Yeah, I’ve raced on a road course but not the Glen.  I recently spotted at Watkins Glen for a GRAND AM team. I’d love to race there, but I haven’t, yet. (emphasis on YET)

As a woman, have you encountered any problems with NASCAR being a male dominated sport?
One is the typical getting taking out in a race for no reason other than being a girl. Which completely shocked me at first. Like I said, my parents raised me to believe that boys and girls are equal and you can do anything you want to do.

I’m like why is this guy wrecking me every race. I mean you would think I would have caught on to that.  It just floored me that that was going on. You just have to find a way to drive defensively and retaliate and make a point. I think a lot of people go through that if you’re a woman or not it you’re a rookie.

Do you want to share with us who that was?
It was a couple people and a long time ago.  The farther you climb in the sport and your in a different series, there is a lot more professionalism. Just typical short track racing and I wouldn’t want to name the person, at this point.

What is your feeling on the ‘Boys Have at It’ Policy and do you think some drivers have taken it a little too far?
No, I don’t think they’ve taken it too far. I can’t say I’m all for it. There has to be rules and lines in the sand and they need to be consistent about what those are. But until you’re in a car that gets wrecked when your in it, you don’t know how it feels. It makes you very very angry and its hard to control that kind of feeling. I can tell you right now that I’ve jumped out of my car and started towards somebody else when at they take you out.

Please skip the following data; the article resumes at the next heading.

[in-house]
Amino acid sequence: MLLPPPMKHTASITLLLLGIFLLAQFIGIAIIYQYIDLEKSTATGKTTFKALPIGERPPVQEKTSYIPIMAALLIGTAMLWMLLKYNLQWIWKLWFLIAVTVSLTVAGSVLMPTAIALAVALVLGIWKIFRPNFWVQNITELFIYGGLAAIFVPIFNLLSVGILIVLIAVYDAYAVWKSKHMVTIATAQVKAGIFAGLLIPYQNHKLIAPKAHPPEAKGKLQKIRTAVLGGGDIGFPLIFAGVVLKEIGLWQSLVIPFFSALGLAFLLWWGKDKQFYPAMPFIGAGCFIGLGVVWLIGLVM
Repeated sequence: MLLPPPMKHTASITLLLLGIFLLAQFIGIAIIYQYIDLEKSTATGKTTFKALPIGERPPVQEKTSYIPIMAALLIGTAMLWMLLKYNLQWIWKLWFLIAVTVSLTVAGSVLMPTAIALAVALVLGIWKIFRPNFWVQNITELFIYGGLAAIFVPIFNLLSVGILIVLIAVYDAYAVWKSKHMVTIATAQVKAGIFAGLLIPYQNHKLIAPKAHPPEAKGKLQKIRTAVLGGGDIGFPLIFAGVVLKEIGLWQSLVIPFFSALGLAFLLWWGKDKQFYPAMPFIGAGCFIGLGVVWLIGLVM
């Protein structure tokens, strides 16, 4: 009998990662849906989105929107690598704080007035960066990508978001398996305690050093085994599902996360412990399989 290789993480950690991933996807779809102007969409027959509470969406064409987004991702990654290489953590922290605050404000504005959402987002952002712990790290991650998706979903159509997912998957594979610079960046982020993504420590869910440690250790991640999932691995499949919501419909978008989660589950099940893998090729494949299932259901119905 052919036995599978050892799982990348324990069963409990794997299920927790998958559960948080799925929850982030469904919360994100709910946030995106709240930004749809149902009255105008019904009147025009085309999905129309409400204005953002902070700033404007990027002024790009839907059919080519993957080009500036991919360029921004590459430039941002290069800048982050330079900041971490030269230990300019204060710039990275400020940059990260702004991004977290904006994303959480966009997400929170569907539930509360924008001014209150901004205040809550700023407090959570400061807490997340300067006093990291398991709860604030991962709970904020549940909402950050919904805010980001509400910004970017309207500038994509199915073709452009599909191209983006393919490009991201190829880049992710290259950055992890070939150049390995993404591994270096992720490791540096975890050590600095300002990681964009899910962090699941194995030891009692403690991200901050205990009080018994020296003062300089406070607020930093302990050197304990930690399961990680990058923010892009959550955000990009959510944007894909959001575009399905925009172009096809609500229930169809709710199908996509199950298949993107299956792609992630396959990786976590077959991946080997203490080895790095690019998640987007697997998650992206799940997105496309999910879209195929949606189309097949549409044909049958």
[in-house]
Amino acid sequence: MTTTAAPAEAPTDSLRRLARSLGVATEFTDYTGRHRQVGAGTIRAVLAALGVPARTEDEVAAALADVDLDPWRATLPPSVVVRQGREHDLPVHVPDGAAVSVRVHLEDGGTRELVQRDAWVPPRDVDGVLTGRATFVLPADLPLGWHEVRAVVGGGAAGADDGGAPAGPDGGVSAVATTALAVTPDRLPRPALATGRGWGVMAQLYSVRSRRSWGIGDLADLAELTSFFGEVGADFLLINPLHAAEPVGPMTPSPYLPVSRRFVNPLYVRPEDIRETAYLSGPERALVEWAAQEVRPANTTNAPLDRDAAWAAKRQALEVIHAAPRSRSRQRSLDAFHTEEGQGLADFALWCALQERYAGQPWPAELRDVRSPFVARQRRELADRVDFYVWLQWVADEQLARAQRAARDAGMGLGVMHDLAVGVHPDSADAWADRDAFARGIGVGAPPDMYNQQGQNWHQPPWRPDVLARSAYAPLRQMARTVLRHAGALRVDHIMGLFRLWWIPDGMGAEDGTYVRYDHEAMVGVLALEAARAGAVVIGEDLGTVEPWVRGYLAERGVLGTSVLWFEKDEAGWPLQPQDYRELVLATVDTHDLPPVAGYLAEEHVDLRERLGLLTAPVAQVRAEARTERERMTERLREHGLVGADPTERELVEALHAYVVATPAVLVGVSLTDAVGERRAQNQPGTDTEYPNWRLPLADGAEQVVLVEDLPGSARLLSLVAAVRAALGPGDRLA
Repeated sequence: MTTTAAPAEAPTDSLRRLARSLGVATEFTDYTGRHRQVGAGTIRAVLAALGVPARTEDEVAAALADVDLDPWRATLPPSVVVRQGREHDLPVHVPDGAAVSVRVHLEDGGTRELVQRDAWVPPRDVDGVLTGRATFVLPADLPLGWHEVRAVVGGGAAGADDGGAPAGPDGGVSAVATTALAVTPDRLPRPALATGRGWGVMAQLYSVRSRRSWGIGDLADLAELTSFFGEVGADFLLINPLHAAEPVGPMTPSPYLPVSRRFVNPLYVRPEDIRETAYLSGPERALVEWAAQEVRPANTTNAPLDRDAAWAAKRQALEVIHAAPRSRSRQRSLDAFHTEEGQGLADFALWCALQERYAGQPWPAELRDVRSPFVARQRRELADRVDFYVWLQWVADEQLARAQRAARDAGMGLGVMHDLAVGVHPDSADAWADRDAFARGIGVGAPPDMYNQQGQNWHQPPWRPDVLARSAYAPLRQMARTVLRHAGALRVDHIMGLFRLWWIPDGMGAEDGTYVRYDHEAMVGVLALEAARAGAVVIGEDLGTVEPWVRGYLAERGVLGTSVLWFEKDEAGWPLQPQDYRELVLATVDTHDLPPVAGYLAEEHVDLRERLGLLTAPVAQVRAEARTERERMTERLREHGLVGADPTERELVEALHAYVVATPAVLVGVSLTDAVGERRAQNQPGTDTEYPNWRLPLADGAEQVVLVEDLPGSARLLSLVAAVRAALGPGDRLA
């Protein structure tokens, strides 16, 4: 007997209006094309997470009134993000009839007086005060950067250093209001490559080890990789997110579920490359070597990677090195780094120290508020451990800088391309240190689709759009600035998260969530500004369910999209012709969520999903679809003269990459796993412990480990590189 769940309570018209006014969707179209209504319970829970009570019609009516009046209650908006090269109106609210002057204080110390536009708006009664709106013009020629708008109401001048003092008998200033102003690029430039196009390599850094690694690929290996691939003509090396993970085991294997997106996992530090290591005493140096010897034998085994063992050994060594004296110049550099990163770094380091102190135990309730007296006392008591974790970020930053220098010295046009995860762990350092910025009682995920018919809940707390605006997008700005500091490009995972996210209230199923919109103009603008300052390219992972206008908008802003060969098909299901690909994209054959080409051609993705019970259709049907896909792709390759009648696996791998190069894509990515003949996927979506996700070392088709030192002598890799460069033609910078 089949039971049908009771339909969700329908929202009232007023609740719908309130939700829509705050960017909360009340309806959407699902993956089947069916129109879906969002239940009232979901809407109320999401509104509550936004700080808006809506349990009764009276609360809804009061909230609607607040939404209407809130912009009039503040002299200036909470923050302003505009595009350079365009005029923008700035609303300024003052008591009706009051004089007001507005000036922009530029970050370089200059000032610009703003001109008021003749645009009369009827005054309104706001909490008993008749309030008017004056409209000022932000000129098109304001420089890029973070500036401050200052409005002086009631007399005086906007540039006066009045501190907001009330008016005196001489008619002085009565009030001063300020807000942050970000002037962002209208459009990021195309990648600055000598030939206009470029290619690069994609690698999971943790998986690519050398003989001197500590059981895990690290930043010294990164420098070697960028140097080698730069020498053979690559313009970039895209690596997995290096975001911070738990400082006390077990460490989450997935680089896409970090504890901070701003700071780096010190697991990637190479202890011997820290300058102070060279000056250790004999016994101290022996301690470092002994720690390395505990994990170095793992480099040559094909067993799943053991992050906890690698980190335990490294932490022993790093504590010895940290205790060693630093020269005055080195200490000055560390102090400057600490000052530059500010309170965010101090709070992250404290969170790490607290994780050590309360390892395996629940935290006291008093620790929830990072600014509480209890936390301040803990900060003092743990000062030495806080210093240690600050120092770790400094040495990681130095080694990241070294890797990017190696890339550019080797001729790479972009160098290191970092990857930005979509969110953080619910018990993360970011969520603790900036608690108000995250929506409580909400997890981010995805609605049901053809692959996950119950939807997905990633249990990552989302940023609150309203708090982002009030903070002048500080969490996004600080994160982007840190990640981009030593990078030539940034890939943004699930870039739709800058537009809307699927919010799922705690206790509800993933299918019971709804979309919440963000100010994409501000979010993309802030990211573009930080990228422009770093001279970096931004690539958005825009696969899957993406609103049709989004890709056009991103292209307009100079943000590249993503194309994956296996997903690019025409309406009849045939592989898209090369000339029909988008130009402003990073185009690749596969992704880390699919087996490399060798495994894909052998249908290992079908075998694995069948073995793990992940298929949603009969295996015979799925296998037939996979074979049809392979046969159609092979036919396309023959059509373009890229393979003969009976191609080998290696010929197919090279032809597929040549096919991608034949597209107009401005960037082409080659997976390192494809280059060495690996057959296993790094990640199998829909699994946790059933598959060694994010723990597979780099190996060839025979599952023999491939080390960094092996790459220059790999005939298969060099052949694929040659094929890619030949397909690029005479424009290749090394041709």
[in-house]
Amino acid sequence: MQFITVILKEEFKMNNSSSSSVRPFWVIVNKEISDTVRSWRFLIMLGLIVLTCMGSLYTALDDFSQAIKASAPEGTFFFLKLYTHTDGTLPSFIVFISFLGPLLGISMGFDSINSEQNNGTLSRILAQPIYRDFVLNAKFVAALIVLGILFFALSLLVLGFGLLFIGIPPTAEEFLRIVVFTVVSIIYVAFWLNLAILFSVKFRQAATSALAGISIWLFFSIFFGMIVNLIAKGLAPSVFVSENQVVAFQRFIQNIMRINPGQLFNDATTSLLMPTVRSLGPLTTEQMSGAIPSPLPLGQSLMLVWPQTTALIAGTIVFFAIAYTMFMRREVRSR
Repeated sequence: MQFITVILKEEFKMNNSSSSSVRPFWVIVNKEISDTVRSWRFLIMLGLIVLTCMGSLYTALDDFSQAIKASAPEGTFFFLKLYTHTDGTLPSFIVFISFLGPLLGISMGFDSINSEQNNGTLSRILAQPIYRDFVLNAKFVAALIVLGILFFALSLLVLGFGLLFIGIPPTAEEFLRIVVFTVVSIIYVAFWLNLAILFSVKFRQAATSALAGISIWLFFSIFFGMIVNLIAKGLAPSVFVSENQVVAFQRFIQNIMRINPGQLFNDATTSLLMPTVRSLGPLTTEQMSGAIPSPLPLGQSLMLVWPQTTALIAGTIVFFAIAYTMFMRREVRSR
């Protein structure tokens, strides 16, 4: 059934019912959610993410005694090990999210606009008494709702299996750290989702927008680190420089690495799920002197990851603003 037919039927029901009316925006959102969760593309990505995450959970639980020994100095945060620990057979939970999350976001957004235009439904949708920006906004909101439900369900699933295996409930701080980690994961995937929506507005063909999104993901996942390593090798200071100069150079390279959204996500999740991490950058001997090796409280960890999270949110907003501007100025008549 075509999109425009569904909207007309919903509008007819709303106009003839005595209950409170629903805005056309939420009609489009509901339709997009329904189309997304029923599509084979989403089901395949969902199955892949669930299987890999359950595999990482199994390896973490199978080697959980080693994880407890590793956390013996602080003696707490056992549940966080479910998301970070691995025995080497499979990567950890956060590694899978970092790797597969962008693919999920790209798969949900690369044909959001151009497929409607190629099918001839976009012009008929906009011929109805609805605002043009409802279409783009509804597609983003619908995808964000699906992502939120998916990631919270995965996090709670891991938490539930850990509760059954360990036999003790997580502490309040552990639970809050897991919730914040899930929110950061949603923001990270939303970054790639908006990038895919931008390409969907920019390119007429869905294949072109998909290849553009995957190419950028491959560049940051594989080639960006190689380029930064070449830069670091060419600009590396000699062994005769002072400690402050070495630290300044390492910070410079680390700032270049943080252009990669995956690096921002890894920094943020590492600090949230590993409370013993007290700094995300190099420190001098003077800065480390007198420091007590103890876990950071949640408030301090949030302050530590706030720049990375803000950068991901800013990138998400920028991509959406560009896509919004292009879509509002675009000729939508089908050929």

(For instance) Caraway Speedway, I put all my blood sweat and tears in a car that was built with my own hands and somebody else's shop night after night after night. When you go into the corner and somebody wrecks you, it pisses you off. I think you should be able to air your grievances without fear of retaliation. I don’t think you should go after someone with a tire iron or a wrench or something, but it sort of makes you a little hot under the collar.

What advice would you offer a young driver coming up
Start working in someone else’s shop on the race car. I think there is a lot about the sport that is very attractive. to people. But its a lot of work. There’s a lot of respect and understanding of the driving aspect of it from people who work on their own race cars. If your not in the shop, working on your car, then your not that committed. Getting your hands dirty then think twice about getting into the sport.

Sunny was made an honorary captain of the D.C. Diva’s football team.
Tell me about the D.C. Diva’s?
The D.C. Divas are a women’s football team in Washington D.C., part of a larger league. I had talked to their general manager about doing some cross promoting because these women are very serious about their sport. People come up and ask me if its lingerie football and I tell them NO. These are women athletes.  So I was their honorary Team Captain one night to just kind of bring some attention to what they are doing and a couple of their team members are gonna come out to the track where I’m racing in August. Just to support other women in sports.

When do you race next?
August 6th at Old Dominion Speedway.

What do you do to relax?
I’m doing it right now. I’m at the beach with my family. Awesome! To unwind I run run run run.

I’d like to take a moment to thank Sunny for her time.  Being a race car driver, a wife and a mother of three, this woman is very very busy.

The WIN Series is exclusive to Skirts and Scuffs and was created by Lindi Bess. The first original column to the site, a niche that Lindi felt was missing in NASCAR coverage. Bringing our readers interviews with some of NASCAR's most notable females such as Samantha Busch,  Kim Wallace, Krista Voda, DeLana Harvick, Wendy Venturini and many more. Lindi has also recently interviewed drivers such as Clint Bowyer,  Marcos Ambrose, David Reutimann and Andy Lally.  If you've missed any of Lindi's Interview's, just click on her name on Skirts and Scuffs home page.  If you have any suggestions or comments, feel free to tweet me @LindiB_NASCAR or leave a comment at the bottom of an interview. I read all comments. Thank you
WIN Series Presents : Sunny Hobbs WIN Series Presents : Sunny Hobbs Reviewed by Lindi Bess on Monday, July 18, 2011 Rating: 5